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Book Summary: A literary history of our most influential book of all time, by an Oxford scholar and Anglican priest In our culture, the Bible is monolithic: It is a collection of books that has been unchanged and unchallenged since the earliest days of the Christian church. The idea of the Bible as "Holy Scripture," a non-negotiable authority straight from God, has prevailed in Western society for some time. And while it provides a firm foundation for centuries of Christian teaching, it denies the depth, variety, and richness of this fascinating text. In A History of the Bible, John Barton argues that the Bible is not a prescription to a complete, fixed religious system, but rather a product of a long and intriguing process, which has inspired Judaism and Christianity, but still does not describe the whole of either religion. Barton shows how the Bible is indeed an important source of religious insight for Jews and Christians alike, yet argues that it must be read in its historical context--from its beginnings in myth and folklore to its many interpretations throughout the centuries. It is a book full of narratives, laws, proverbs, prophecies, poems, and letters, each with their own character and origin stories. Barton explains how and by whom these disparate pieces were written, how they were canonized (and which ones weren't), and how they were assembled, disseminated, and interpreted around the world--and, importantly, to what effect. Ultimately, A History of the Bible argues that a thorough understanding of the history and context of its writing encourages religious communities to move away from the Bible's literal wording--which is impossible to determine--and focus instead on the broader meanings of scripture.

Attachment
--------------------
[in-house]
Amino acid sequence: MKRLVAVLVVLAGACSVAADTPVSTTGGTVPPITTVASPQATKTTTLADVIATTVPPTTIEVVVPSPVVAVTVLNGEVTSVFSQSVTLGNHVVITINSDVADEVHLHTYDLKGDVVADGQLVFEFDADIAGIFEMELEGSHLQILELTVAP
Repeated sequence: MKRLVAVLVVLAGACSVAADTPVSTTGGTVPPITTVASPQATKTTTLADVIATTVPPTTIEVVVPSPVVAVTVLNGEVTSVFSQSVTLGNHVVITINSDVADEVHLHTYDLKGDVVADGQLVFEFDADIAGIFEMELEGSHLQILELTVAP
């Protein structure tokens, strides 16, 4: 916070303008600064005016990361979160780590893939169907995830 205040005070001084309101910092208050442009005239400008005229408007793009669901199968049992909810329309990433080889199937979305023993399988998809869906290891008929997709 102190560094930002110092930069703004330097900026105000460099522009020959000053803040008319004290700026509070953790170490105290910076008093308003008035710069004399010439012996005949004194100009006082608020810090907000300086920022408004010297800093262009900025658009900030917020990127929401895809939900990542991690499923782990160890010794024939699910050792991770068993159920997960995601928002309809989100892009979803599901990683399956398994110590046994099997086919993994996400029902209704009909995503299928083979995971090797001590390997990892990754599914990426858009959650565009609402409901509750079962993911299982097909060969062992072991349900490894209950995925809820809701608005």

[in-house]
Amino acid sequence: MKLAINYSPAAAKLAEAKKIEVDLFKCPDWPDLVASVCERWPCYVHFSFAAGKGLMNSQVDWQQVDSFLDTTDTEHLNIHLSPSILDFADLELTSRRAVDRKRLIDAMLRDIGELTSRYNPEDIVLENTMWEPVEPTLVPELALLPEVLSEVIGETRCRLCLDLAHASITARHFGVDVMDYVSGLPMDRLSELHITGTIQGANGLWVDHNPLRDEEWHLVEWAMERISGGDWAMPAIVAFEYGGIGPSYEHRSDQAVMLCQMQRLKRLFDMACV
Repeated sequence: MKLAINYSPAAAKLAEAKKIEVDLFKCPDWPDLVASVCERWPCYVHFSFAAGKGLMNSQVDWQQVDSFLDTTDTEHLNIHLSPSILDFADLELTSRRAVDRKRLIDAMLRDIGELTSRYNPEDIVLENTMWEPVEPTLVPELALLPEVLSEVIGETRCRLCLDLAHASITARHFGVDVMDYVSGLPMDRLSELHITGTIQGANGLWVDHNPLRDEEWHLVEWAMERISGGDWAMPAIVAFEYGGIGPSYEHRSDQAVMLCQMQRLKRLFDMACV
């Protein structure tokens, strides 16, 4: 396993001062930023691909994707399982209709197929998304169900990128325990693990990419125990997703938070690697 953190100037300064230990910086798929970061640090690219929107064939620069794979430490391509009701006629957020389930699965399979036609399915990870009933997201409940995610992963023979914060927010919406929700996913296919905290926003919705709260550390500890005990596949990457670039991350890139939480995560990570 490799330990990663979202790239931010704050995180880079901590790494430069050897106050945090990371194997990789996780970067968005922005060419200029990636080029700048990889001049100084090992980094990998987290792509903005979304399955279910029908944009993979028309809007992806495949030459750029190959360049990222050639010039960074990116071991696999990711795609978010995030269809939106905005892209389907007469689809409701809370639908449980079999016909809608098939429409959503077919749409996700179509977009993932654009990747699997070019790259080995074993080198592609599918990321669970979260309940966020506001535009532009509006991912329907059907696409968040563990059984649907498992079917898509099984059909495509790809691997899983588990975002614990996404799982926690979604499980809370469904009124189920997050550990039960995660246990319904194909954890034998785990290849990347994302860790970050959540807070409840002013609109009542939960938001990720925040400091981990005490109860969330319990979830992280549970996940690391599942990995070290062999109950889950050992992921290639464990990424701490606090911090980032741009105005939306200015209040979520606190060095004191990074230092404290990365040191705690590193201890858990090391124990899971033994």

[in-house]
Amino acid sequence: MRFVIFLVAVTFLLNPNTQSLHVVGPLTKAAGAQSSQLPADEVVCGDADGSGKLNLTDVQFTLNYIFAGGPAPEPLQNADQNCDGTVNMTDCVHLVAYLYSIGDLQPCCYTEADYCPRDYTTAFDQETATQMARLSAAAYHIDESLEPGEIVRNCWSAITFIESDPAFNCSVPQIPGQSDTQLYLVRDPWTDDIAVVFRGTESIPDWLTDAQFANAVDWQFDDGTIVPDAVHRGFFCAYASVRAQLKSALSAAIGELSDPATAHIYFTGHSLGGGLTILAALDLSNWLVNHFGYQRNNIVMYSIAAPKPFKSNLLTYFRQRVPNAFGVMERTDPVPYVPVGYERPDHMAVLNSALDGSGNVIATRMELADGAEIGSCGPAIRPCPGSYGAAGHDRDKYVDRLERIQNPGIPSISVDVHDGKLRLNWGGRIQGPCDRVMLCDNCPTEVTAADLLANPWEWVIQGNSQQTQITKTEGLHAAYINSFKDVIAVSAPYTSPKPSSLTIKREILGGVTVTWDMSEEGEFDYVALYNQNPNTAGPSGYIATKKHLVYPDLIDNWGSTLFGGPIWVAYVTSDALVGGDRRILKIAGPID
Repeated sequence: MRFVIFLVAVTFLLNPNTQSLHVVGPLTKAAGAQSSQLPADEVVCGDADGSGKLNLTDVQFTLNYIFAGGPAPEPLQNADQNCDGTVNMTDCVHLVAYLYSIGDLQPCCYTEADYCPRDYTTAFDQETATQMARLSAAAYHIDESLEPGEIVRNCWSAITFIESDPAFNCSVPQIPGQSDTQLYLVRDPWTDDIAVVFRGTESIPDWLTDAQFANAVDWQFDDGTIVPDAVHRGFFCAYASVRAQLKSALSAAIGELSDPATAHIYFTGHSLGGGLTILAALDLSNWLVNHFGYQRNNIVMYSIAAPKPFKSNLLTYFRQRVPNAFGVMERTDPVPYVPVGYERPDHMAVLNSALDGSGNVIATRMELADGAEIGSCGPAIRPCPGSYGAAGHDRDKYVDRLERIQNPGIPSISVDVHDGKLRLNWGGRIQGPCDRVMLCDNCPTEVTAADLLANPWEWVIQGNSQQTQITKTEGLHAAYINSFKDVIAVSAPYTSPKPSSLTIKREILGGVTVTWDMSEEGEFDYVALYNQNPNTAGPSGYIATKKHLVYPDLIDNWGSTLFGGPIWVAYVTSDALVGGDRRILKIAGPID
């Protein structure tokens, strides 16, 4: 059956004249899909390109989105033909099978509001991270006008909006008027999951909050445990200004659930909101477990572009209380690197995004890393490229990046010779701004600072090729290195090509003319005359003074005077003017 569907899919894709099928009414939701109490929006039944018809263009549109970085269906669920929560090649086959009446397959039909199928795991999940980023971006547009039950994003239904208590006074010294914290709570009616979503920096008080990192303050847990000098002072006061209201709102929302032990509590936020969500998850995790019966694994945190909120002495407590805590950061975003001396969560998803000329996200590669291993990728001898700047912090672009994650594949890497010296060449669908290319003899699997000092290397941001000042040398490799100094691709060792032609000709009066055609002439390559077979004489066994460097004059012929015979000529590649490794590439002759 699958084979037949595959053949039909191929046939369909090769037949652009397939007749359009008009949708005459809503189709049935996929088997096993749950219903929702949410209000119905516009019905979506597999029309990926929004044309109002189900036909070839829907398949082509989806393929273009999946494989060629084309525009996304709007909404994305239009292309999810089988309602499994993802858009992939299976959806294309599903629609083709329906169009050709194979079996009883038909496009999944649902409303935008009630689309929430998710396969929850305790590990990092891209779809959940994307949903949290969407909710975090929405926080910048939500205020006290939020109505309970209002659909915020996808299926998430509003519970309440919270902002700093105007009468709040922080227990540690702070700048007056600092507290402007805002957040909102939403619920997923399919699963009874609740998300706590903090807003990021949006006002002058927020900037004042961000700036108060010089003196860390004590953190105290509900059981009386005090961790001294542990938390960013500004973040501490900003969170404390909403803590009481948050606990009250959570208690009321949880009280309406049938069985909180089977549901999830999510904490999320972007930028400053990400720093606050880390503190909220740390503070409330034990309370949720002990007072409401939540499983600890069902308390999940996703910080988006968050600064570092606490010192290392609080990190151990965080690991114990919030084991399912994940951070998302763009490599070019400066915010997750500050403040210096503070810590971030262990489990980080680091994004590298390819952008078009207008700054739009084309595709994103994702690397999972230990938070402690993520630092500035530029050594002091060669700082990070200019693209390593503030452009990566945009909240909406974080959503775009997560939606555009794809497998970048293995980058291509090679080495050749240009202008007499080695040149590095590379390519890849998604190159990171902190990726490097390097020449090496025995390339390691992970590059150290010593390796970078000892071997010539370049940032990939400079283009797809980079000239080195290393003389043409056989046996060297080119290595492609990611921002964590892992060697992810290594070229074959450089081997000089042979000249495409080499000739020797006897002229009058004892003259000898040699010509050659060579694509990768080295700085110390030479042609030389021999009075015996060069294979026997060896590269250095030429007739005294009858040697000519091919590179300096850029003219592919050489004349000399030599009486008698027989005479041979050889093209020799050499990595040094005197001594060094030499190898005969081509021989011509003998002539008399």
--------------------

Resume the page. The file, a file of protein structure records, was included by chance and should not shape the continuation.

Something Doesn’t Add Up

Something Doesn’t Add Up Pdf

Something Doesn’t Add Up

Author: Paul Goodwin

Publisher: Profile Books

ISBN: 1782835490

Genre: Mathematics

Page: 248

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Book Summary: Some people fear and mistrust numbers. Others want to use them for everything. After a long career as a statistician, Paul Goodwin has learned the hard way that the ones who want to use them for everything are a very good reason for the rest of us to fear and mistrust them. Something Doesn't Add Up is a fieldguide to the numbers that rule our world, even though they don't make sense. Wry, witty and humane, Goodwin explains mathematical subtleties so painlessly that you hardly need to think about numbers at all. He demonstrates how statistics that are meant to make life simpler often make it simpler than it actually is, but also reveals some of the ways we really can use maths to make better decisions. Enter the world of fitness tracking, the history of IQ testing, China's social credit system, Effective Altruism, and learn how someone should have noticed that Harold Shipman was killing his patients years before they actually did. In the right hands, maths is a useful tool. It's just a pity there are so many of the wrong hands about.


Inventing the Individual

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Inventing the Individual

Author: Larry Siedentop

Publisher: Penguin UK

ISBN: 1846147298

Genre: History

Page: 448